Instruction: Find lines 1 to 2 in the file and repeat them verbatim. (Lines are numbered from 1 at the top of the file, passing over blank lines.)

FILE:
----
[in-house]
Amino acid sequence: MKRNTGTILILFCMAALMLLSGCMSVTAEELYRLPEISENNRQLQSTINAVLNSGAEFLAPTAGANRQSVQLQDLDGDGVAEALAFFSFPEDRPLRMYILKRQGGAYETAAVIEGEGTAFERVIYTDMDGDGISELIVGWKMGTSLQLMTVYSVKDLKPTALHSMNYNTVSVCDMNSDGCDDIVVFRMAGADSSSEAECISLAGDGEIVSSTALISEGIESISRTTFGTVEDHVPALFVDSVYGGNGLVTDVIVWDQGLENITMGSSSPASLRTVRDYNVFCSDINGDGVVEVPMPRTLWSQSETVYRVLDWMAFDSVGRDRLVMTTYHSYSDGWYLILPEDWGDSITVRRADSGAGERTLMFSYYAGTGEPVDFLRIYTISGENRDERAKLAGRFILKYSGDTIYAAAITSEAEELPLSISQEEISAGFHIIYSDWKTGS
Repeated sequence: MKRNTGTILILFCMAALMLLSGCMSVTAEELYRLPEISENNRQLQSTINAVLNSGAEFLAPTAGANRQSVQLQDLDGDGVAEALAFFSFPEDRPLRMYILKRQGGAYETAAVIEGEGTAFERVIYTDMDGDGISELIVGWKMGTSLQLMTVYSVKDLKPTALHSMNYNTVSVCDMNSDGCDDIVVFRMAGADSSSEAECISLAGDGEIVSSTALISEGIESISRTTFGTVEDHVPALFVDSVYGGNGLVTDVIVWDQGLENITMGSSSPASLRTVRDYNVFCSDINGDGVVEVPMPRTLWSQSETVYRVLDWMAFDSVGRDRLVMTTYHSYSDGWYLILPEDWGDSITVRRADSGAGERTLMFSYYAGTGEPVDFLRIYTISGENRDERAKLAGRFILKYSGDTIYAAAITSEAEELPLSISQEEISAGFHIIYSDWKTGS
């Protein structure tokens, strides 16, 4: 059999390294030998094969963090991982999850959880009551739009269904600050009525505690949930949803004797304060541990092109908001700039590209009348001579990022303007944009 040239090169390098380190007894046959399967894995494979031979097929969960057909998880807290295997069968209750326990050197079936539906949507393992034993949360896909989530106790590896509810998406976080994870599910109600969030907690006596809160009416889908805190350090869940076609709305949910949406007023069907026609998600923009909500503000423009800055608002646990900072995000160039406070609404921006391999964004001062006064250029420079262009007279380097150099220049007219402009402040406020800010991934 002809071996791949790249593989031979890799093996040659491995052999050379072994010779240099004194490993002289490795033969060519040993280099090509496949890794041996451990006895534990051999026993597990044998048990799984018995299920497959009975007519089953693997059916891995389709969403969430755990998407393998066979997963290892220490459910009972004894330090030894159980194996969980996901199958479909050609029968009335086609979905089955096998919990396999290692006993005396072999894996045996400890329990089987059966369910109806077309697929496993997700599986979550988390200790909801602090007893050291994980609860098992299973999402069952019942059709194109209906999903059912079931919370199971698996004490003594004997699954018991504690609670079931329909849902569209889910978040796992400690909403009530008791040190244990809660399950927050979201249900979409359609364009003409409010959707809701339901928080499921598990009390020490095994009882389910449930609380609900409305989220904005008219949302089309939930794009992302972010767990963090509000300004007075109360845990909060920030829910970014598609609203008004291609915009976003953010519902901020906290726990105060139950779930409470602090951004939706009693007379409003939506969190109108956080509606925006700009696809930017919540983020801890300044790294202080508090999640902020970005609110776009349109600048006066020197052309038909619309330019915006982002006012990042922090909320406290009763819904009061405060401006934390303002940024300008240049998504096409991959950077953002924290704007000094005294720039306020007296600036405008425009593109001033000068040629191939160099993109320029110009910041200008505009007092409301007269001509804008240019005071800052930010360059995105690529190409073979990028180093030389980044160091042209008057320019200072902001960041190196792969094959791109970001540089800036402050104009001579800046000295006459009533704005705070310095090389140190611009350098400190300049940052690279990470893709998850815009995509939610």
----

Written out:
[in-house]
Amino acid sequence: MKRNTGTILILFCMAALMLLSGCMSVTAEELYRLPEISENNRQLQSTINAVLNSGAEFLAPTAGANRQSVQLQDLDGDGVAEALAFFSFPEDRPLRMYILKRQGGAYETAAVIEGEGTAFERVIYTDMDGDGISELIVGWKMGTSLQLMTVYSVKDLKPTALHSMNYNTVSVCDMNSDGCDDIVVFRMAGADSSSEAECISLAGDGEIVSSTALISEGIESISRTTFGTVEDHVPALFVDSVYGGNGLVTDVIVWDQGLENITMGSSSPASLRTVRDYNVFCSDINGDGVVEVPMPRTLWSQSETVYRVLDWMAFDSVGRDRLVMTTYHSYSDGWYLILPEDWGDSITVRRADSGAGERTLMFSYYAGTGEPVDFLRIYTISGENRDERAKLAGRFILKYSGDTIYAAAITSEAEELPLSISQEEISAGFHIIYSDWKTGS